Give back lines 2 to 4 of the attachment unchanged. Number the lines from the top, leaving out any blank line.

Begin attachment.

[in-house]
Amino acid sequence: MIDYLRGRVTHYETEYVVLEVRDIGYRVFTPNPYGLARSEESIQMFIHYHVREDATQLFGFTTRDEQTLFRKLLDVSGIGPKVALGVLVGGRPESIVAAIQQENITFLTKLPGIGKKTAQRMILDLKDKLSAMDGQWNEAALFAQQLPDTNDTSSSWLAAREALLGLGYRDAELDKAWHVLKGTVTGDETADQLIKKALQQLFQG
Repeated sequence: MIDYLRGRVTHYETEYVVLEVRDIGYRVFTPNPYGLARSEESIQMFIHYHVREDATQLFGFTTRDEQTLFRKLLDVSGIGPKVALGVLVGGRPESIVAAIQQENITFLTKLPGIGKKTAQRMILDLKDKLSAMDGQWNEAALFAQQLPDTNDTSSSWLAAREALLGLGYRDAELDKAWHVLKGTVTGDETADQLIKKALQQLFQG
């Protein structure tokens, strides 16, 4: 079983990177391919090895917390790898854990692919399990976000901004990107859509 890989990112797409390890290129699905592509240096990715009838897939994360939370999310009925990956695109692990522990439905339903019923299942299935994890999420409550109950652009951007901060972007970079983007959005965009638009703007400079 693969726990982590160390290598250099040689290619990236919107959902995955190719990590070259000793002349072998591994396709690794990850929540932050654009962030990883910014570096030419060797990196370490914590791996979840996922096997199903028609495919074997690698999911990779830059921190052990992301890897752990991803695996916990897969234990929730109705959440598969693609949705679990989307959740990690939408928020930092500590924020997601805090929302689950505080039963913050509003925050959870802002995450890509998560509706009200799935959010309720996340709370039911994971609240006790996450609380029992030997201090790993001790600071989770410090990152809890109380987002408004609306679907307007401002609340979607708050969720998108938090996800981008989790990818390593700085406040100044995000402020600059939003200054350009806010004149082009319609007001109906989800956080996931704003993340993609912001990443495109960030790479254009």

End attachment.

Amino acid sequence: MIDYLRGRVTHYETEYVVLEVRDIGYRVFTPNPYGLARSEESIQMFIHYHVREDATQLFGFTTRDEQTLFRKLLDVSGIGPKVALGVLVGGRPESIVAAIQQENITFLTKLPGIGKKTAQRMILDLKDKLSAMDGQWNEAALFAQQLPDTNDTSSSWLAAREALLGLGYRDAELDKAWHVLKGTVTGDETADQLIKKALQQLFQG
Repeated sequence: MIDYLRGRVTHYETEYVVLEVRDIGYRVFTPNPYGLARSEESIQMFIHYHVREDATQLFGFTTRDEQTLFRKLLDVSGIGPKVALGVLVGGRPESIVAAIQQENITFLTKLPGIGKKTAQRMILDLKDKLSAMDGQWNEAALFAQQLPDTNDTSSSWLAAREALLGLGYRDAELDKAWHVLKGTVTGDETADQLIKKALQQLFQG
């Protein structure tokens, strides 16, 4: 079983990177391919090895917390790898854990692919399990976000901004990107859509 890989990112797409390890290129699905592509240096990715009838897939994360939370999310009925990956695109692990522990439905339903019923299942299935994890999420409550109950652009951007901060972007970079983007959005965009638009703007400079 693969726990982590160390290598250099040689290619990236919107959902995955190719990590070259000793002349072998591994396709690794990850929540932050654009962030990883910014570096030419060797990196370490914590791996979840996922096997199903028609495919074997690698999911990779830059921190052990992301890897752990991803695996916990897969234990929730109705959440598969693609949705679990989307959740990690939408928020930092500590924020997601805090929302689950505080039963913050509003925050959870802002995450890509998560509706009200799935959010309720996340709370039911994971609240006790996450609380029992030997201090790993001790600071989770410090990152809890109380987002408004609306679907307007401002609340979607708050969720998108938090996800981008989790990818390593700085406040100044995000402020600059939003200054350009806010004149082009319609007001109906989800956080996931704003993340993609912001990443495109960030790479254009």